Sacred Compass 2: Writing Tools

This is part 2 of the “interview” I conducted with J. Brent Bill, author of Sacred Compass: The Way of Spiritual Discernment.

I have listed the question, as I sent it to him, in italics with an R. Then I have given his answer, marked with a B, and then my reply marked with an R but not in italics. Brent hasn’t seen this third part yet, but I hope to open up the conversation to you, my dear blog reader, to be part of this dialogue too. I can not promise that Brent Bill himself will answer your questions here – or even read them here – but I will try to continue the discussion if you’re interested.

As a final point to this introduction, I want to be clear that I’ve already read the whole book and I really liked it. I’ve already started recommending it to people in San Francisco. I commend it to your attention.

R: What (besides your sacred compass) are your most important tools for writing a book?

B: The most important tool is time, I think. Time to let the ideas season, to make sure the words are just right, the thoughts are clear. Book writing, for me, is much different than blogging in that way. Blogging, by the very nature of the internet, seems to me to be a much more immediate form -- more of an op-ed piece than an essay or dissertation. And while I think about what I'm going to blog and how to say it, it's a whole different form of writing that does not require the waiting time.

Another tool is listening. From the beginning of an idea I listen -- to myself and my thoughts, to what I think the Spirit's saying to and wants to say through me, and to others and their stories.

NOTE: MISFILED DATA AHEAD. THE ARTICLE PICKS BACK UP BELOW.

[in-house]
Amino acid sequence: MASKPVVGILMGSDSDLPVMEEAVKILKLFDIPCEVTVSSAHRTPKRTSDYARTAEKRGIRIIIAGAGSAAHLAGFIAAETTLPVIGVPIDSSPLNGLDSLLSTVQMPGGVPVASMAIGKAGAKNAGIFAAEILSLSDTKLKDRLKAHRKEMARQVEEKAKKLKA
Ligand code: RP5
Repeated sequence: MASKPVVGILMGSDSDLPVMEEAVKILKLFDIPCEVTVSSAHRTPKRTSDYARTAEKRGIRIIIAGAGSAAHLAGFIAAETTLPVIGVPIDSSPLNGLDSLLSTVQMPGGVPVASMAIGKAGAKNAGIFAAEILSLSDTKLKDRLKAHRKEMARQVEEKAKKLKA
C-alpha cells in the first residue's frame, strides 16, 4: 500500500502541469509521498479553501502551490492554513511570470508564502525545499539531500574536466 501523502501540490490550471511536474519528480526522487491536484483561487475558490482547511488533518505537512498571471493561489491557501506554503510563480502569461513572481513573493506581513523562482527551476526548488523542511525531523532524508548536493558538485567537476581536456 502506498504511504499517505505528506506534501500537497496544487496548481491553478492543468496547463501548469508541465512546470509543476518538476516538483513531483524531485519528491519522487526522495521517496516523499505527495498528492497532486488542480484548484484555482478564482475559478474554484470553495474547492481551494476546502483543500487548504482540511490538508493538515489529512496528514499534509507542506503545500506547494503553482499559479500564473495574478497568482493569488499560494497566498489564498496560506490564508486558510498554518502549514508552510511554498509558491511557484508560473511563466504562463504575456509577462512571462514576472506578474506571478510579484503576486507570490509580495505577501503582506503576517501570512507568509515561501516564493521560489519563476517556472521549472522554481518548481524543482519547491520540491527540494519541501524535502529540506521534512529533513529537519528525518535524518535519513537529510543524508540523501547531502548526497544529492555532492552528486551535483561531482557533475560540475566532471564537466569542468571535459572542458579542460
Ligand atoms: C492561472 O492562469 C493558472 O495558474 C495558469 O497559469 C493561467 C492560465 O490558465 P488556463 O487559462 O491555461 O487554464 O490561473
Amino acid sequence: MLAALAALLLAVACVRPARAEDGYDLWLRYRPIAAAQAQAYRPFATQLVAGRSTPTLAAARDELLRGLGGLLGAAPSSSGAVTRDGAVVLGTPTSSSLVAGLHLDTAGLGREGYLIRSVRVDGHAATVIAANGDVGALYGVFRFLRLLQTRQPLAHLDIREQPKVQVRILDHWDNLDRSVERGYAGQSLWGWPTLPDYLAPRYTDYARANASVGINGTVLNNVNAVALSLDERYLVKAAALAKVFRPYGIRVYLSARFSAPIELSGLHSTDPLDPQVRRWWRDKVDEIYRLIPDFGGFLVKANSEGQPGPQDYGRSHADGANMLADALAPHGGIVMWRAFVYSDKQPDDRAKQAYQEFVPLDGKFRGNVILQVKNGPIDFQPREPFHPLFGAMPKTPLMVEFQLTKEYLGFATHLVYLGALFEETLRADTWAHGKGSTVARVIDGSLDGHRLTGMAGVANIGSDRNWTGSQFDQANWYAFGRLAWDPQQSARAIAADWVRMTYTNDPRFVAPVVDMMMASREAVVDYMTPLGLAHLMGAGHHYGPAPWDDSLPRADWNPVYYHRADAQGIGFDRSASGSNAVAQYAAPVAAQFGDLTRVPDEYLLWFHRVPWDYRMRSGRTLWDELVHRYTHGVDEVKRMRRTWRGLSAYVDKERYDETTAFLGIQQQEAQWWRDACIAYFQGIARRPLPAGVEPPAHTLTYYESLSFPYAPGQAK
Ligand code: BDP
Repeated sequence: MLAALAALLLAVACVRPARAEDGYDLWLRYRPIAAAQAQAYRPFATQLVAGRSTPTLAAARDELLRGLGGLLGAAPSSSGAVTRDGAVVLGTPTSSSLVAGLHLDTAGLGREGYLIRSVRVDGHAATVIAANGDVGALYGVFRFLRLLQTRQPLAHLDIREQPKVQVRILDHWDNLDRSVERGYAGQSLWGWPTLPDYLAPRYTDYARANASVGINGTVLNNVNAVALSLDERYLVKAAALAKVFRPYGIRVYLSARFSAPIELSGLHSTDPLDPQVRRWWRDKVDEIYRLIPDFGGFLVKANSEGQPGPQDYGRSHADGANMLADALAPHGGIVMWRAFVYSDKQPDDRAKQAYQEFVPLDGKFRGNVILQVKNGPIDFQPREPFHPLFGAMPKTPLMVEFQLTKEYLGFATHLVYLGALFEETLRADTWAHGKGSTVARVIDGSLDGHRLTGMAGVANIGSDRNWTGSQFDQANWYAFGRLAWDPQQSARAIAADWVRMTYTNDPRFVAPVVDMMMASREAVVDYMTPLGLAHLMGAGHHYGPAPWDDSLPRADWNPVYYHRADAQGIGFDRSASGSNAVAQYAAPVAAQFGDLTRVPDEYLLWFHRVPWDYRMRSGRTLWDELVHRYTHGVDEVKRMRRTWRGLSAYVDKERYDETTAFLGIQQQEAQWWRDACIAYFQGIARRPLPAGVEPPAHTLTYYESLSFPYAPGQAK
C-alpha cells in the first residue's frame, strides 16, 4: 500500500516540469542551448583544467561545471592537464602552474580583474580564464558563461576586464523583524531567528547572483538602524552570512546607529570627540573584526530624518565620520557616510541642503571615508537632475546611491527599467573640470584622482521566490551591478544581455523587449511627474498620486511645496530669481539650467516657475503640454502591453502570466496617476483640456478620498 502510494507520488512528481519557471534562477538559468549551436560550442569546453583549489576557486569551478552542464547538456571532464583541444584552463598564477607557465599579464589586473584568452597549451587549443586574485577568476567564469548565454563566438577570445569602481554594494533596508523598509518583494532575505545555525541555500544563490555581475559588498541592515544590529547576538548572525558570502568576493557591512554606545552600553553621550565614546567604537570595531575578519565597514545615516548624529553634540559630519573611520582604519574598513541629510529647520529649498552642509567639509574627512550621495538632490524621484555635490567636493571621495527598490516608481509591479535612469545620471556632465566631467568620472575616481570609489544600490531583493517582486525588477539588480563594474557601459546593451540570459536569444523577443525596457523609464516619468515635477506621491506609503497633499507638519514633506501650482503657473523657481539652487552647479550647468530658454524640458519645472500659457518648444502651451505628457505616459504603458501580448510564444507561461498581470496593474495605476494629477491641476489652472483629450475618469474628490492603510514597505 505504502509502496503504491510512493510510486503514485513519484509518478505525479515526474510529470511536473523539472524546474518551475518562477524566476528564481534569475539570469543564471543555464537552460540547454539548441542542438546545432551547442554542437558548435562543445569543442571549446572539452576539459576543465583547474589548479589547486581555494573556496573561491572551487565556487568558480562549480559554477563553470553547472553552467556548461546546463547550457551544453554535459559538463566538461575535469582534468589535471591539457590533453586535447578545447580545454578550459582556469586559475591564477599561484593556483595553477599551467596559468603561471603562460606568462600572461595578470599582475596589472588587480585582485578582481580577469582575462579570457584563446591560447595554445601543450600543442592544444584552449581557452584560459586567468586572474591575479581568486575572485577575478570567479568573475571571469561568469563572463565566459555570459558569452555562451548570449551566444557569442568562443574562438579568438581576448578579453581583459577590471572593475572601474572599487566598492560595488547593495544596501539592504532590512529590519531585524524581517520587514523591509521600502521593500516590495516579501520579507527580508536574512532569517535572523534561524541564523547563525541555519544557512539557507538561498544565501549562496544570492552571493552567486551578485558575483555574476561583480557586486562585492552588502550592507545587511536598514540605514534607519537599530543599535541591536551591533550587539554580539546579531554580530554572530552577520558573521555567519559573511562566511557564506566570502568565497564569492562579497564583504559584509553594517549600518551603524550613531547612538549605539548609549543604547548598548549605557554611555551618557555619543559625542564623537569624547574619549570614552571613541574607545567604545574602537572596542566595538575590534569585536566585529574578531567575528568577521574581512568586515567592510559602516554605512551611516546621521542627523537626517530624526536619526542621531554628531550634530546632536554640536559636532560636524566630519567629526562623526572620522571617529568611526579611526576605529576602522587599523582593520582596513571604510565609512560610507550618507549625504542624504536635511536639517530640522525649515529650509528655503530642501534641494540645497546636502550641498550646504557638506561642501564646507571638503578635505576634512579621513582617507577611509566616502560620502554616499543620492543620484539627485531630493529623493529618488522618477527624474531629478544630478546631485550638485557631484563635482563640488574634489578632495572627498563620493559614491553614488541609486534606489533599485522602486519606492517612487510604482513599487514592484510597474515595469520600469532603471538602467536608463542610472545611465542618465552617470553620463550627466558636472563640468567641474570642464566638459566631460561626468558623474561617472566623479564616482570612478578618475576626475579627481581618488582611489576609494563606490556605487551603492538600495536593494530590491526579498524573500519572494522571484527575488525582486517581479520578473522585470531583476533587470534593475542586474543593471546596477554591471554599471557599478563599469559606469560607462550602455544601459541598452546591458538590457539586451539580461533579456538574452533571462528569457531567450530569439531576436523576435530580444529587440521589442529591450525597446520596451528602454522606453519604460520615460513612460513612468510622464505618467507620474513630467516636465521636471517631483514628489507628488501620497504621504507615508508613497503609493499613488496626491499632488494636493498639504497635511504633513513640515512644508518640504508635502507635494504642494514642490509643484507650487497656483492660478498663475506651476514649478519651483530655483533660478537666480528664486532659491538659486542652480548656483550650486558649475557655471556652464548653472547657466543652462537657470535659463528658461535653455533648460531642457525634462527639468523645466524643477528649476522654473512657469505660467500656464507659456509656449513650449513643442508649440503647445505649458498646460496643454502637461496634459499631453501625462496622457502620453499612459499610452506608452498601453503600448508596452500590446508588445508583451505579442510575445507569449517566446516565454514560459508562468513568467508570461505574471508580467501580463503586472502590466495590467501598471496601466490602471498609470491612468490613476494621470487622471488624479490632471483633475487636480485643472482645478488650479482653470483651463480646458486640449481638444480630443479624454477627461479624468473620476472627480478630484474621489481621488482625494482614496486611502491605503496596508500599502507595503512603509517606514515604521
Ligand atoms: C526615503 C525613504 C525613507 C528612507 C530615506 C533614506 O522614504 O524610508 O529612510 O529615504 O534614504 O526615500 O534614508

Another tool, of course, is my life experience -- from theological training in college and seminary, relationships I've had/have, positions I've held, my life as a writer (including that hundreds of books I've studied to see why/how they work) and so on.

On a practical level, the tools I use most often are a good writing space (which I define as quiet, clean, well lit), a computer, a fountain pen w/ blue or green ink for editing (which I do on hard copy, not the screen), the Bible, various Faith & Practice, and my file of poems.

R: This really resonated with me. The other thing I would have mentioned was snacks. I find that when I’m writing, I like to have something to munch on. But alas, they don’t go well with computer keyboards.

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Anonymous Anonymous said...

I would love to read the book! I'm trying not to buy books and borrow, buy used, or barter. I've got a bunch of spiritual (non-Quaker though) books at home that I'm planning on donating once I finish them. Come to think of it, I should just donate them now and check them out if I want to read them.

And I was thinking of you and Chris and I have a book I'd been talking a lot about and realized I should just let someone else read it. I'll trade for the Compass one? :)

4/23/2008 2:35 PM  

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